Here is just one example that will not come across in words:

It is my natural way of playing to use a minimum of movement. I would use Rubenstein as a model of this, in his later years. But when students are stiff, I recommend to them to MOVE in ways that are simply not necessary for me, and if those movements result in their playing in a more relaxed way, lead to greater facility, more control, etc., that's the right thing to do.

I don't know why this thread is still alive. I don't like Hanon. I will probably never teach it (the exercises), but to then go to the next level and say that Hanon is not a good thing when taught in a different way by other teachers is close-minded, arrogant and rigid.

Hanon is a tool. Why shouldn't we all assume that you use this tool wisely? smile


Edited by Gary D. (06/15/12 05:35 PM)
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#1914187 - 06/15/12 05:43 PM Re: HANON exercises is a waste of time...? [Re: NeilOS]
Gary D. Online   content
4000 Post Club Member

Registered: 08/30/08
Posts: 4649
Loc: South Florida
Originally Posted By: NeilOS


Can you describe the technical gestures they are trying to learn? What do you tell them if they can't play the exercise the way you think it should be played? Do you tell them to keep practicing until they get it or can you show them the techniques they need? If you can show them the techniques here, then why not in music? Are you saying they couldn't quickly memorize 2 measures in a Mozart sonata that contains a similar passage (K. 284)? I don't mean to sound critical and you don't need to answer these questions for me, only for yourself. If you're satisfied with what you are doing and don't want to look further, so be it.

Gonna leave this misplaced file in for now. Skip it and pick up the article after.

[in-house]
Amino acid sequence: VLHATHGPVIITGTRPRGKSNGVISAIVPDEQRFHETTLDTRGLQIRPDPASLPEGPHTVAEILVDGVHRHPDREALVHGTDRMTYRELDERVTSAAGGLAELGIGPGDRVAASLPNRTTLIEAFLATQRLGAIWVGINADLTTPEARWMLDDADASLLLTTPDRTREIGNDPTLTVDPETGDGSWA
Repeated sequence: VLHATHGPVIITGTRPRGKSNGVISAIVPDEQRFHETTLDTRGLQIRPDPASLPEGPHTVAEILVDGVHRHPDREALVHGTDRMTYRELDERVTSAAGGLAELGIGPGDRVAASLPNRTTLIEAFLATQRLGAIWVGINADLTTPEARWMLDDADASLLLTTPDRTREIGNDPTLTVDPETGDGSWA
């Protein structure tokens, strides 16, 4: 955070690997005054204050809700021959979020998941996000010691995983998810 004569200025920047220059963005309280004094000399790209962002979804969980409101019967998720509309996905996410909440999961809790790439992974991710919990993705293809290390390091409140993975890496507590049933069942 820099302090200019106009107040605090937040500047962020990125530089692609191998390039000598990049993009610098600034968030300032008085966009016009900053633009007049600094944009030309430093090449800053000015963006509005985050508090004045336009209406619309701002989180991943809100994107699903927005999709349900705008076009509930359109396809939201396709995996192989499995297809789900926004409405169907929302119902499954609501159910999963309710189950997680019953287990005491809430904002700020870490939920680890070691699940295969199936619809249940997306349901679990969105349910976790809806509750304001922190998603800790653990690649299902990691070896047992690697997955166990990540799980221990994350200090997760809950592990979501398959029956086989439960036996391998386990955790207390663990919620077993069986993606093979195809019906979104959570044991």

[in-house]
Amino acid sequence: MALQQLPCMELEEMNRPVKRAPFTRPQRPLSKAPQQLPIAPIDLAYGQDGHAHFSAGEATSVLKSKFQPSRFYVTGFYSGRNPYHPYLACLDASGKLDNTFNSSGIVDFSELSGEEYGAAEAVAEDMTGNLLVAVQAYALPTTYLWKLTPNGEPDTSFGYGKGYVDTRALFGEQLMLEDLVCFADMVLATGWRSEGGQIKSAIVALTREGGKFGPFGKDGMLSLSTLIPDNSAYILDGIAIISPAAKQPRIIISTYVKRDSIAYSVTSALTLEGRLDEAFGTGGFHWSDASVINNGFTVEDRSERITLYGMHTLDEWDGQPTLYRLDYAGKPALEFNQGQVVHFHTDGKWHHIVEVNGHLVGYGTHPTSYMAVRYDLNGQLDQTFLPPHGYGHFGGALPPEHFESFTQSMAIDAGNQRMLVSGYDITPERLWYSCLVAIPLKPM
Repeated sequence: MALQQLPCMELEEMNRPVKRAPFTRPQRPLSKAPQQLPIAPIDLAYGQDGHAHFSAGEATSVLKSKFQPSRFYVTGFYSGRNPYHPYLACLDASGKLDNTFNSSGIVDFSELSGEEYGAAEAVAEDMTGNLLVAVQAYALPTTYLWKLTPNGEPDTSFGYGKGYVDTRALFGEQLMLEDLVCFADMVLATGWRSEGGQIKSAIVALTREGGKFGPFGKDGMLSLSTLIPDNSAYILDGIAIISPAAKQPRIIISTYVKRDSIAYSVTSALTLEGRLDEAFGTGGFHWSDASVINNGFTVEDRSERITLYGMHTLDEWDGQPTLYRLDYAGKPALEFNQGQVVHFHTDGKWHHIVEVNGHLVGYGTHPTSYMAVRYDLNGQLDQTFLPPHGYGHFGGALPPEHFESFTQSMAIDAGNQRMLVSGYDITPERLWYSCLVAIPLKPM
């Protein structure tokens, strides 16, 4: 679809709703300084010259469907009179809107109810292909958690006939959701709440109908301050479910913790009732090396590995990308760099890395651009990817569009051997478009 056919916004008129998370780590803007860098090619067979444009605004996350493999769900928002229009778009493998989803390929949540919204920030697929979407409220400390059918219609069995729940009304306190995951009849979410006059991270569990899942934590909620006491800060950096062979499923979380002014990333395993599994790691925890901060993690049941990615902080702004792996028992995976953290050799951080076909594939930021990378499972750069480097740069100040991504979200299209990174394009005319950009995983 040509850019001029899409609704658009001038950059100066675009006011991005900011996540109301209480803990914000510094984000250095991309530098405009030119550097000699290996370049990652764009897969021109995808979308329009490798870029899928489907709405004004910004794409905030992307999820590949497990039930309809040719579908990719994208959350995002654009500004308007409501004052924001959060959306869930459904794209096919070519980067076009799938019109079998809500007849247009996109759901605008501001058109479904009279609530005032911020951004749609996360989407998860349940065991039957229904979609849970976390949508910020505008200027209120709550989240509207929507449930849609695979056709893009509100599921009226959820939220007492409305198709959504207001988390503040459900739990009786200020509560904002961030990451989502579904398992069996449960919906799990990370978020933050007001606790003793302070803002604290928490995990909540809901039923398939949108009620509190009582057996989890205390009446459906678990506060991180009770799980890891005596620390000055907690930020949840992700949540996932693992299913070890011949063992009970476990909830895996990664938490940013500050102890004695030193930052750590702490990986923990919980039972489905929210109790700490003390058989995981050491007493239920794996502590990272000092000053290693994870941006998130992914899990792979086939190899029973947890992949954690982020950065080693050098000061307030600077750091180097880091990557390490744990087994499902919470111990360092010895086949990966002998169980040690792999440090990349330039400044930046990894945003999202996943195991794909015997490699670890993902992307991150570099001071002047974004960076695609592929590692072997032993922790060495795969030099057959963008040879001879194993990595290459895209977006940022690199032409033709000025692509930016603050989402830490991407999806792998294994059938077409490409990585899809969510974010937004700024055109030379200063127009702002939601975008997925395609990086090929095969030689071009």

I teach more like you, most likely, than like Minniemay. But the tone of your post is that MM is satisfied with what she is doing and does not want to look further.

That may be accurate, or it may be totally unfair. Instead of telling other people why what they are doing is wrong, or may be wrong, or is less good than what you believe to be a better way, why not just describe what you do?

And I may need to be careful about that too - I can get rather argumentative on bad days when I am working hard to make a point.

My own idea, which I think is similar to yours: for every instance where both hands play scales, four octaves, or even a couple, as they are presented in traditional teaching, is relatively rare.

On one hand we can mention the nasty scale section of the Tchaikovsky Piano Concerto right before the end of the last movement, but then we run into the chicken/egg question: practice scales for years to play such passages? Or study such passages as their OWN self-teaching exercises?

In general I stress hands separate practice of scale patterns for the simple reason that - as you mentioned - both hands are so often called upon to play different patterns. smile


Edited by Gary D. (06/15/12 05:44 PM)